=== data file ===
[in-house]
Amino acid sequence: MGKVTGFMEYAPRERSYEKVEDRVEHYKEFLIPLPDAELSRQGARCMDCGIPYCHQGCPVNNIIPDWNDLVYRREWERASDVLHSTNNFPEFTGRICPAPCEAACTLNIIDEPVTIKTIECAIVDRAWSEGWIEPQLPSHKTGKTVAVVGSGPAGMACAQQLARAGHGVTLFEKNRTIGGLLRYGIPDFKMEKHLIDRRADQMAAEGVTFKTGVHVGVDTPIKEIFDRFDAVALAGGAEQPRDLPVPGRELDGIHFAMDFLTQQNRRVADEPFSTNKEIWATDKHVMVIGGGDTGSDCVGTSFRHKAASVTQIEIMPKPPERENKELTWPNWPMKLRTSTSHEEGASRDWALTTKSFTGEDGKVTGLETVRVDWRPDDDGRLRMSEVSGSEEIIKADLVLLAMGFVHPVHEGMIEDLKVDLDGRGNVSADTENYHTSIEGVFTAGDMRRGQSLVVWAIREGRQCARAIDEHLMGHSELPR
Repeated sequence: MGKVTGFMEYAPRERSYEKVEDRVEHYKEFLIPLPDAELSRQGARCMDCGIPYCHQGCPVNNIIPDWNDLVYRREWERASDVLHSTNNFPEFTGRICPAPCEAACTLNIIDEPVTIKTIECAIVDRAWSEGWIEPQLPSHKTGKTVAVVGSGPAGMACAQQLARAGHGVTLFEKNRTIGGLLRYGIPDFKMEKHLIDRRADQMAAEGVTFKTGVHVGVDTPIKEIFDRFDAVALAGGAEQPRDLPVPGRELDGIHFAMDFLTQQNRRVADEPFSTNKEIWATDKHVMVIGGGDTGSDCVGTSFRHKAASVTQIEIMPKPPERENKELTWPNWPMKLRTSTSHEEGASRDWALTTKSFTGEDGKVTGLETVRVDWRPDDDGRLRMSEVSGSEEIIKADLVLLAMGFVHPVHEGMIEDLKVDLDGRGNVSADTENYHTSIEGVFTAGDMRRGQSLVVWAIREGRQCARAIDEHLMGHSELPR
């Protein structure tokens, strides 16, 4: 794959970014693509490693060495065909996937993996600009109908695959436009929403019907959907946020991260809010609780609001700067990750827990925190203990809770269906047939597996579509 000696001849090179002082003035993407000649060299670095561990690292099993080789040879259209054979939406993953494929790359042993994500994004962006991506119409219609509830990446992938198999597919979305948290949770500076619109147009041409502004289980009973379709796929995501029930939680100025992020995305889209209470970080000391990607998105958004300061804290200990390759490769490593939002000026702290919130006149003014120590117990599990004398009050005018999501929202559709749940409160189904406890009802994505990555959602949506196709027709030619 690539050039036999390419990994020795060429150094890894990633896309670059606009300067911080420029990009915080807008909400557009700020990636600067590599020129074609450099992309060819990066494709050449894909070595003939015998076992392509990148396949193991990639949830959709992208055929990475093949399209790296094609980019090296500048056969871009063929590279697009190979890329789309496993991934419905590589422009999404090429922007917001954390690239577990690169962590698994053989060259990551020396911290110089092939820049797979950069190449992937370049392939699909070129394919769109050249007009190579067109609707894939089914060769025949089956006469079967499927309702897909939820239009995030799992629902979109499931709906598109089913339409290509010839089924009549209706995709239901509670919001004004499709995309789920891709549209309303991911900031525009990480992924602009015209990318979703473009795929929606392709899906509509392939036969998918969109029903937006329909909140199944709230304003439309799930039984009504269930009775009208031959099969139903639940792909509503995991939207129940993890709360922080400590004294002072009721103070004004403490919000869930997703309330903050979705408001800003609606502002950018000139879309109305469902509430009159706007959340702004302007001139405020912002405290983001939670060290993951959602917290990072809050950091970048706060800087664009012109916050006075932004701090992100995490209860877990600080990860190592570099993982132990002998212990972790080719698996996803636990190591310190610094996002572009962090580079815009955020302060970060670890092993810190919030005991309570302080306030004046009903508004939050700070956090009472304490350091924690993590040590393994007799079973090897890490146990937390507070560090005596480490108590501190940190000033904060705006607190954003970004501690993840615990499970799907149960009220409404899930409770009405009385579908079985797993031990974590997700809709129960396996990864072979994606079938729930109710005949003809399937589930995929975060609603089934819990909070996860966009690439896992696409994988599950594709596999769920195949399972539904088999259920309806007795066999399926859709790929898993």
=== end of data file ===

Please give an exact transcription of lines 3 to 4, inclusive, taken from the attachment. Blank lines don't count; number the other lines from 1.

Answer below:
Repeated sequence: MGKVTGFMEYAPRERSYEKVEDRVEHYKEFLIPLPDAELSRQGARCMDCGIPYCHQGCPVNNIIPDWNDLVYRREWERASDVLHSTNNFPEFTGRICPAPCEAACTLNIIDEPVTIKTIECAIVDRAWSEGWIEPQLPSHKTGKTVAVVGSGPAGMACAQQLARAGHGVTLFEKNRTIGGLLRYGIPDFKMEKHLIDRRADQMAAEGVTFKTGVHVGVDTPIKEIFDRFDAVALAGGAEQPRDLPVPGRELDGIHFAMDFLTQQNRRVADEPFSTNKEIWATDKHVMVIGGGDTGSDCVGTSFRHKAASVTQIEIMPKPPERENKELTWPNWPMKLRTSTSHEEGASRDWALTTKSFTGEDGKVTGLETVRVDWRPDDDGRLRMSEVSGSEEIIKADLVLLAMGFVHPVHEGMIEDLKVDLDGRGNVSADTENYHTSIEGVFTAGDMRRGQSLVVWAIREGRQCARAIDEHLMGHSELPR
């Protein structure tokens, strides 16, 4: 794959970014693509490693060495065909996937993996600009109908695959436009929403019907959907946020991260809010609780609001700067990750827990925190203990809770269906047939597996579509 000696001849090179002082003035993407000649060299670095561990690292099993080789040879259209054979939406993953494929790359042993994500994004962006991506119409219609509830990446992938198999597919979305948290949770500076619109147009041409502004289980009973379709796929995501029930939680100025992020995305889209209470970080000391990607998105958004300061804290200990390759490769490593939002000026702290919130006149003014120590117990599990004398009050005018999501929202559709749940409160189904406890009802994505990555959602949506196709027709030619 690539050039036999390419990994020795060429150094890894990633896309670059606009300067911080420029990009915080807008909400557009700020990636600067590599020129074609450099992309060819990066494709050449894909070595003939015998076992392509990148396949193991990639949830959709992208055929990475093949399209790296094609980019090296500048056969871009063929590279697009190979890329789309496993991934419905590589422009999404090429922007917001954390690239577990690169962590698994053989060259990551020396911290110089092939820049797979950069190449992937370049392939699909070129394919769109050249007009190579067109609707894939089914060769025949089956006469079967499927309702897909939820239009995030799992629902979109499931709906598109089913339409290509010839089924009549209706995709239901509670919001004004499709995309789920891709549209309303991911900031525009990480992924602009015209990318979703473009795929929606392709899906509509392939036969998918969109029903937006329909909140199944709230304003439309799930039984009504269930009775009208031959099969139903639940792909509503995991939207129940993890709360922080400590004294002072009721103070004004403490919000869930997703309330903050979705408001800003609606502002950018000139879309109305469902509430009159706007959340702004302007001139405020912002405290983001939670060290993951959602917290990072809050950091970048706060800087664009012109916050006075932004701090992100995490209860877990600080990860190592570099993982132990002998212990972790080719698996996803636990190591310190610094996002572009962090580079815009955020302060970060670890092993810190919030005991309570302080306030004046009903508004939050700070956090009472304490350091924690993590040590393994007799079973090897890490146990937390507070560090005596480490108590501190940190000033904060705006607190954003970004501690993840615990499970799907149960009220409404899930409770009405009385579908079985797993031990974590997700809709129960396996990864072979994606079938729930109710005949003809399937589930995929975060609603089934819990909070996860966009690439896992696409994988599950594709596999769920195949399972539904088999259920309806007795066999399926859709790929898993």